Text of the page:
Given the economic hardship endured by many artists during the ongoing COVID-19 pandemic, officials from the Hattiesburg Alliance for Public Art – under the umbrella of Visit Hattiesburg – have made it a priority to support local artists in any way possible.
To that end, HAPA – in cooperation with the City of Hattiesburg – is issuing a Call for Artists for the second phase of a project aimed at decorating bare utility boxes located on several streets and throughways around the city. Artists with experience in public art or painting are invited to submit up to three original artworks for consideration for the project.
“We know that by doing smaller-scale projects, instead of one large art mural, we can use that same amount of budget to support up to 21 local artists on a smaller scale,” said Kristen Brock, director of programs and promotions at Visit Hattiesburg. “During COVID, where there’s a great need for artists to secure some income, this would be an opportunity to help a greater number of local artists in Hattiesburg.”
Phase II of the utility box project will include 21 utility boxes throughout Hattiesburg, and artists will receive a stipend for each completed piece. Artists are required to include a concept statement with each proposal, and applications must be submitted electronically at www.hattiesburgpublicart.org/call-for-artistsby 5 p.m. Feb. 5.
The painting of selected designs will begin in February and continue throughout the summer.
“As we work through HAPA, our goal is to not only serve the community and make it a more vibrant place to live,” Brock said. “We also want public art to be thoroughly accessible to visitors as well, so that’s why all the (utility boxes) are going to be on the main thoroughfare of Hardy Street and 4thStreet, from downtown to midtown.”
Officials are currently working with the Hattiesburg Community Arts Center and the Southern Miss Alumni Association, which will assist in presenting Phase II. Judging criteria for final selection include artistic merit, creativity, demonstrated ability, technical knowledge and interpretation of theme.
“Because this is a smaller-scale project, individuals who may not have as much experience doing a large-scale painting, this is kind of a segue into them being able to participate in public art,” Brock said. “We’re contacting a list of emerging artists with the Hattiesburg Arts Council, and the Mississippi Arts Commission has provided a grant to HAPA this year to support artists, so we have used their roster of visual artists to contact.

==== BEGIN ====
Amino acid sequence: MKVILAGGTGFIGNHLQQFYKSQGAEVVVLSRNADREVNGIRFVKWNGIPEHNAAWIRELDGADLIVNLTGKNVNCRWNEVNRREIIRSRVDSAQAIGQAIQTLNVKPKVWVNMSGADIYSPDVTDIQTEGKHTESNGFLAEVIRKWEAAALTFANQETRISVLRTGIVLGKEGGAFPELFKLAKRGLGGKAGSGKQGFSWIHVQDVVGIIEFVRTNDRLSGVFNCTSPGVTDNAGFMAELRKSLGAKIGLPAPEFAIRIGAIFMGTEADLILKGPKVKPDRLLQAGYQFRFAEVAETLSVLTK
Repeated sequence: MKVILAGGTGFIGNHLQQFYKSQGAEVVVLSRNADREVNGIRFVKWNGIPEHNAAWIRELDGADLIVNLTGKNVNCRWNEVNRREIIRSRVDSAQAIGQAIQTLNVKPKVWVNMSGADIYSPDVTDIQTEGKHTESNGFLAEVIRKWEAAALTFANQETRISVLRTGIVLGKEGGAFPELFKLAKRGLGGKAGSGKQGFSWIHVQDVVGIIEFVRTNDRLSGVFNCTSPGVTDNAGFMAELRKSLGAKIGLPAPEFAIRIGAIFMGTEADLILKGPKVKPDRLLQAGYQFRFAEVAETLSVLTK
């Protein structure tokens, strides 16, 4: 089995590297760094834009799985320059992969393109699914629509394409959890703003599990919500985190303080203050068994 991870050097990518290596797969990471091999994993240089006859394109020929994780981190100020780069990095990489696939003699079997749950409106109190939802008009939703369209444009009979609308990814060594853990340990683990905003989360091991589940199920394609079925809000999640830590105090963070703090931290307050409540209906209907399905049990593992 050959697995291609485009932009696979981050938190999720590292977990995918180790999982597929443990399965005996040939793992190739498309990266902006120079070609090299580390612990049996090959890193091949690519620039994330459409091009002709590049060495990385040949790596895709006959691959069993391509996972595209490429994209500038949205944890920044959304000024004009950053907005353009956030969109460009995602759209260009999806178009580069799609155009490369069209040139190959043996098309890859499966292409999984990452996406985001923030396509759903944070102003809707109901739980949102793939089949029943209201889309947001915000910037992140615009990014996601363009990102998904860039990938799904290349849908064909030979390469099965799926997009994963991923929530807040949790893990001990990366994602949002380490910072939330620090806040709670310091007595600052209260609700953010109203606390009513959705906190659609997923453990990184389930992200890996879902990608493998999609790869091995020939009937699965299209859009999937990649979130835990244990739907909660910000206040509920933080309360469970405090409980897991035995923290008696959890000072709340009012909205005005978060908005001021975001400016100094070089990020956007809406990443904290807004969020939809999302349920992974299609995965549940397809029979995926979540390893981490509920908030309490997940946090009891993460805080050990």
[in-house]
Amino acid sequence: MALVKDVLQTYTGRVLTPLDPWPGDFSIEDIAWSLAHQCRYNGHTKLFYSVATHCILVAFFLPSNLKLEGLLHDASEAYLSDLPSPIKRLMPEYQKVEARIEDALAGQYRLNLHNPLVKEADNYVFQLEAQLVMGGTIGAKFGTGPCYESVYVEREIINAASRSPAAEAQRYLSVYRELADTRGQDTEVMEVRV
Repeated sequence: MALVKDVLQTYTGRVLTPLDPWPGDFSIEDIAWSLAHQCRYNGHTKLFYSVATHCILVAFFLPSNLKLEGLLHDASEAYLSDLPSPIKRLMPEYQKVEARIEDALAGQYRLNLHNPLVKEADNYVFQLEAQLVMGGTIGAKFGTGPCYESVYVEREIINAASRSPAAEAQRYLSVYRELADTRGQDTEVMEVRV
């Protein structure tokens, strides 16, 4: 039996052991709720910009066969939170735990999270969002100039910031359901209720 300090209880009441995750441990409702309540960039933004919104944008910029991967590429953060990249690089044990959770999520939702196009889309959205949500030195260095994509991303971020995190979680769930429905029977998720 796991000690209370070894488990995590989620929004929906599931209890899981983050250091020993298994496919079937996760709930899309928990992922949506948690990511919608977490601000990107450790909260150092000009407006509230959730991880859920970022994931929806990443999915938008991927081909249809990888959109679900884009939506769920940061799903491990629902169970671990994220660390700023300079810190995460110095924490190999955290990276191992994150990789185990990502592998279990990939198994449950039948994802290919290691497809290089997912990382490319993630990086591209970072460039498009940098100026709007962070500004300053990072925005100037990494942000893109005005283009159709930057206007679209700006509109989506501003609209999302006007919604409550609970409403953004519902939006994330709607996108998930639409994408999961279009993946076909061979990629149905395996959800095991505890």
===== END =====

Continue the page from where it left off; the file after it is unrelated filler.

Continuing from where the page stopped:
“All in all, we’ve contacted about a hundred artists directly, and it’s on all of our social media channels as well. I think we should easily be able to fill all 21 (boxes), and then once Phase II of the project is done, we’ve identified more boxes that we could do a Phase III as well.”
Phase I of the utility box project, which was completed in the summer of 2020, includes five boxes painted by local artists Vixon Sullivan, Thomas Jackson and Kalamity Karn. Sullivan completed “Keep Your Dream Alive” at the intersection of Martin Luther King Jr. Avenue and JC Killingsworth Drive, while Karn completed “Unified” at the intersection of Hardy and Broad streets.
Jackson has three pieces to his name: “Graves Brothers” at Hardy Street and South 21stAvenue, “Heroes” at South 28thAvenue and Hillendale Drive, and “Let’s Play Ball” at Hardy Street and Park Avenue. “Heroes” pays tribute to health care workers, “Let’s Play Ball” depicts a game of baseball, and “Graves Brothers” shows the brothers who held a recording session in the Hattiesburg in the 1930s.
“It felt really good to do something that a lot of people were going to see in town as they drove by,” Jackson said. “As I was working on them, I would have a lot of people that would stop and comment on it, especially (“Heroes”) by the hospital.
“It just kind of gave them something to look at as they were coming in out of work. It wasn’t my idea to paint them – it was (Mayor Toby Barker’s) idea – but I thought it was a great idea to do it because I’ve never even really even noticed these signal boxes before. They’re just these gray boxes that are all over town, and just giving an artist an opportunity to use that as a canvas – instead of this dull gray box, you’ve got a work of art.”
Brock said officials made an effort to find boxes in Phase I that were located in each of the city’s five wards.
“If you think of something like a utility box, they’re either not noticed at all, or they’re more an eyesore on these roads,” she said. “So for the first time, we really turned something not as pretty into a beautification project for the city.
“So not only is it public art, it’s also beautifying the community at the same time.”